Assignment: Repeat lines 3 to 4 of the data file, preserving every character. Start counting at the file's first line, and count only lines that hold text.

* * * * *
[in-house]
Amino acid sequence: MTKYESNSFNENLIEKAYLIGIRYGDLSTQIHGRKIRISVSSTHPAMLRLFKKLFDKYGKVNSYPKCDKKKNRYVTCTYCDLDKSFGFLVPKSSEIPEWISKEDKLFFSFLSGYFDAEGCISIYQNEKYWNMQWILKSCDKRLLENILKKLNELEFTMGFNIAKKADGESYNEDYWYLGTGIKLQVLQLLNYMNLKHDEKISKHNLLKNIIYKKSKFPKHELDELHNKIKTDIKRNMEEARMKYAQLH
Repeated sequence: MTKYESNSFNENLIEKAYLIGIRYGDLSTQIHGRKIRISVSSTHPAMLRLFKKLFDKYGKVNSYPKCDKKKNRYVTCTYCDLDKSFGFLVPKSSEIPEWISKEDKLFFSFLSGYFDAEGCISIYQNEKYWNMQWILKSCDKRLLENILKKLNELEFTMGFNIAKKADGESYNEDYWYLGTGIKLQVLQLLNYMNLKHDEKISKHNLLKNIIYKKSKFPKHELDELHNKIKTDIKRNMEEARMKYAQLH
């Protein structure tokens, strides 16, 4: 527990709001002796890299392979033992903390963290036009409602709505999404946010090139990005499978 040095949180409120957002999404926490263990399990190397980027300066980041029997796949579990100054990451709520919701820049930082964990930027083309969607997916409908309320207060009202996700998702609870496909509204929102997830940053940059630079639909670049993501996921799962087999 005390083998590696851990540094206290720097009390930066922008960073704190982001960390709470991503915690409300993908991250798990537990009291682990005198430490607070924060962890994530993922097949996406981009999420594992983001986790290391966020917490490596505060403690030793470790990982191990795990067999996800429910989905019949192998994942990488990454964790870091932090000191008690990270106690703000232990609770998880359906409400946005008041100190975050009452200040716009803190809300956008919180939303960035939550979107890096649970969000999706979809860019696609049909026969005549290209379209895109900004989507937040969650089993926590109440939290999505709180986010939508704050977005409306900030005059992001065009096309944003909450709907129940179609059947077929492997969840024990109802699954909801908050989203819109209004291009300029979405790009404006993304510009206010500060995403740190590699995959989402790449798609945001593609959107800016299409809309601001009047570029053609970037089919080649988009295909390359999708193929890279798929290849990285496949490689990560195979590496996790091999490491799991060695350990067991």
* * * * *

Repeated sequence: MTKYESNSFNENLIEKAYLIGIRYGDLSTQIHGRKIRISVSSTHPAMLRLFKKLFDKYGKVNSYPKCDKKKNRYVTCTYCDLDKSFGFLVPKSSEIPEWISKEDKLFFSFLSGYFDAEGCISIYQNEKYWNMQWILKSCDKRLLENILKKLNELEFTMGFNIAKKADGESYNEDYWYLGTGIKLQVLQLLNYMNLKHDEKISKHNLLKNIIYKKSKFPKHELDELHNKIKTDIKRNMEEARMKYAQLH
């Protein structure tokens, strides 16, 4: 527990709001002796890299392979033992903390963290036009409602709505999404946010090139990005499978 040095949180409120957002999404926490263990399990190397980027300066980041029997796949579990100054990451709520919701820049930082964990930027083309969607997916409908309320207060009202996700998702609870496909509204929102997830940053940059630079639909670049993501996921799962087999 005390083998590696851990540094206290720097009390930066922008960073704190982001960390709470991503915690409300993908991250798990537990009291682990005198430490607070924060962890994530993922097949996406981009999420594992983001986790290391966020917490490596505060403690030793470790990982191990795990067999996800429910989905019949192998994942990488990454964790870091932090000191008690990270106690703000232990609770998880359906409400946005008041100190975050009452200040716009803190809300956008919180939303960035939550979107890096649970969000999706979809860019696609049909026969005549290209379209895109900004989507937040969650089993926590109440939290999505709180986010939508704050977005409306900030005059992001065009096309944003909450709907129940179609059947077929492997969840024990109802699954909801908050989203819109209004291009300029979405790009404006993304510009206010500060995403740190590699995959989402790449798609945001593609959107800016299409809309601001009047570029053609970037089919080649988009295909390359999708193929890279798929290849990285496949490689990560195979590496996790091999490491799991060695350990067991």